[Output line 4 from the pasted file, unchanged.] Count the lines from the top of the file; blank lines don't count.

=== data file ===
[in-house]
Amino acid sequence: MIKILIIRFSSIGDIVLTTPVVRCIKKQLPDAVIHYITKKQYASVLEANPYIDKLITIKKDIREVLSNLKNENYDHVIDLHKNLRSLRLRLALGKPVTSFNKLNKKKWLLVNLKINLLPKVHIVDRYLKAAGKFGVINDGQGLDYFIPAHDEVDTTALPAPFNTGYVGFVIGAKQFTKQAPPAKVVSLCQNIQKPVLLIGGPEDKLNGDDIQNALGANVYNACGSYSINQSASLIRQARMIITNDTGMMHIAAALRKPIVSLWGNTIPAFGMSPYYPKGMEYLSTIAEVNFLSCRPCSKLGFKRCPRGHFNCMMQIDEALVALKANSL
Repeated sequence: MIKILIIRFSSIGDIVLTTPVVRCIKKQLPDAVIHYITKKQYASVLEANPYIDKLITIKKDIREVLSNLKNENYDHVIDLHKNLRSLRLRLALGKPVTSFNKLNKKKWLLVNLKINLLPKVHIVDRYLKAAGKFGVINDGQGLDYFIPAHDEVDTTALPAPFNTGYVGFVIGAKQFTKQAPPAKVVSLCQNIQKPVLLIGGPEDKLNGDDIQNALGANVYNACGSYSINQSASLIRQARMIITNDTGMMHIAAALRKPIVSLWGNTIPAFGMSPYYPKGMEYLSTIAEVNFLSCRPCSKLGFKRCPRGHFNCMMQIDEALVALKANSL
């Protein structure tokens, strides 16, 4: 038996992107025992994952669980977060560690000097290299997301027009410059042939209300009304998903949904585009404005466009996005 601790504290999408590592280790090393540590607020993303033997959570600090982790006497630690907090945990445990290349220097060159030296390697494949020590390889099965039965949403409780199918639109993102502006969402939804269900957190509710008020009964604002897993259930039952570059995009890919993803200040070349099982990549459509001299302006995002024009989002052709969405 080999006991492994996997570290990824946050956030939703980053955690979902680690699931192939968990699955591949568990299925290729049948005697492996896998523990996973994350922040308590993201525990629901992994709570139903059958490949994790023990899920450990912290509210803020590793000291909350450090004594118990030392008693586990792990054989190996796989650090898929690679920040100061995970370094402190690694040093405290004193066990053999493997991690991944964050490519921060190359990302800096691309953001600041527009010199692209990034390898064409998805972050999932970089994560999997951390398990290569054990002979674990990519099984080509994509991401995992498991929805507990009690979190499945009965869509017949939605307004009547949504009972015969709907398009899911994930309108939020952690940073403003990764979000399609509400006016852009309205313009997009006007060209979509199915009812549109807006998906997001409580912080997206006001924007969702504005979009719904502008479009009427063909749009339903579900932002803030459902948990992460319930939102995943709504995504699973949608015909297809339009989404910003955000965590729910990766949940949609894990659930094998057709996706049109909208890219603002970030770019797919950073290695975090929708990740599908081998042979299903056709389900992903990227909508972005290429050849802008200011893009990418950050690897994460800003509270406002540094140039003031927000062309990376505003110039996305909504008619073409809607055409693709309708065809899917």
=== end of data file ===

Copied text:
């Protein structure tokens, strides 16, 4: 038996992107025992994952669980977060560690000097290299997301027009410059042939209300009304998903949904585009404005466009996005 601790504290999408590592280790090393540590607020993303033997959570600090982790006497630690907090945990445990290349220097060159030296390697494949020590390889099965039965949403409780199918639109993102502006969402939804269900957190509710008020009964604002897993259930039952570059995009890919993803200040070349099982990549459509001299302006995002024009989002052709969405 080999006991492994996997570290990824946050956030939703980053955690979902680690699931192939968990699955591949568990299925290729049948005697492996896998523990996973994350922040308590993201525990629901992994709570139903059958490949994790023990899920450990912290509210803020590793000291909350450090004594118990030392008693586990792990054989190996796989650090898929690679920040100061995970370094402190690694040093405290004193066990053999493997991690991944964050490519921060190359990302800096691309953001600041527009010199692209990034390898064409998805972050999932970089994560999997951390398990290569054990002979674990990519099984080509994509991401995992498991929805507990009690979190499945009965869509017949939605307004009547949504009972015969709907398009899911994930309108939020952690940073403003990764979000399609509400006016852009309205313009997009006007060209979509199915009812549109807006998906997001409580912080997206006001924007969702504005979009719904502008479009009427063909749009339903579900932002803030459902948990992460319930939102995943709504995504699973949608015909297809339009989404910003955000965590729910990766949940949609894990659930094998057709996706049109909208890219603002970030770019797919950073290695975090929708990740599908081998042979299903056709389900992903990227909508972005290429050849802008200011893009990418950050690897994460800003509270406002540094140039003031927000062309990376505003110039996305909504008619073409809607055409693709309708065809899917």